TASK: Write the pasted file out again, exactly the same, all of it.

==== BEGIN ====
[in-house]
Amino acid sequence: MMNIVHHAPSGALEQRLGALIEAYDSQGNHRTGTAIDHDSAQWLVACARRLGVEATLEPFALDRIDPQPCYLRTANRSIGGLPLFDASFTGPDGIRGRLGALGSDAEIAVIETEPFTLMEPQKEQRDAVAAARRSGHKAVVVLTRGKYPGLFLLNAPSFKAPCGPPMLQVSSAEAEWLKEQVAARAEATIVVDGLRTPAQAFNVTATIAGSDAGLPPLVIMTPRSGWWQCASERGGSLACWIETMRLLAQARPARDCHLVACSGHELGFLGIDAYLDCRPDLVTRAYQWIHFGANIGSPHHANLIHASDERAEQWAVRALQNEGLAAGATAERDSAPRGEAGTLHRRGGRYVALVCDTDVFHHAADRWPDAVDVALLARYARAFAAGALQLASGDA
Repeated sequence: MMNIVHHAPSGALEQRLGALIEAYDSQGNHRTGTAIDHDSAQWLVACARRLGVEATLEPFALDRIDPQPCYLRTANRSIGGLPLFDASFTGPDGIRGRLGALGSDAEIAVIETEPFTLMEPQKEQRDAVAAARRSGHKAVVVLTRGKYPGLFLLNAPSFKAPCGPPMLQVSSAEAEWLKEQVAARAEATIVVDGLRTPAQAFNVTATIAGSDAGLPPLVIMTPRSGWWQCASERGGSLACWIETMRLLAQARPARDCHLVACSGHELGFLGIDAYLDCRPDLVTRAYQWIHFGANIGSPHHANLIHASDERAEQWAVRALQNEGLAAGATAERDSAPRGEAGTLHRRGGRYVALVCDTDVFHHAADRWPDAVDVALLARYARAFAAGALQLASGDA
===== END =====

[in-house]
Amino acid sequence: MMNIVHHAPSGALEQRLGALIEAYDSQGNHRTGTAIDHDSAQWLVACARRLGVEATLEPFALDRIDPQPCYLRTANRSIGGLPLFDASFTGPDGIRGRLGALGSDAEIAVIETEPFTLMEPQKEQRDAVAAARRSGHKAVVVLTRGKYPGLFLLNAPSFKAPCGPPMLQVSSAEAEWLKEQVAARAEATIVVDGLRTPAQAFNVTATIAGSDAGLPPLVIMTPRSGWWQCASERGGSLACWIETMRLLAQARPARDCHLVACSGHELGFLGIDAYLDCRPDLVTRAYQWIHFGANIGSPHHANLIHASDERAEQWAVRALQNEGLAAGATAERDSAPRGEAGTLHRRGGRYVALVCDTDVFHHAADRWPDAVDVALLARYARAFAAGALQLASGDA
Repeated sequence: MMNIVHHAPSGALEQRLGALIEAYDSQGNHRTGTAIDHDSAQWLVACARRLGVEATLEPFALDRIDPQPCYLRTANRSIGGLPLFDASFTGPDGIRGRLGALGSDAEIAVIETEPFTLMEPQKEQRDAVAAARRSGHKAVVVLTRGKYPGLFLLNAPSFKAPCGPPMLQVSSAEAEWLKEQVAARAEATIVVDGLRTPAQAFNVTATIAGSDAGLPPLVIMTPRSGWWQCASERGGSLACWIETMRLLAQARPARDCHLVACSGHELGFLGIDAYLDCRPDLVTRAYQWIHFGANIGSPHHANLIHASDERAEQWAVRALQNEGLAAGATAERDSAPRGEAGTLHRRGGRYVALVCDTDVFHHAADRWPDAVDVALLARYARAFAAGALQLASGDA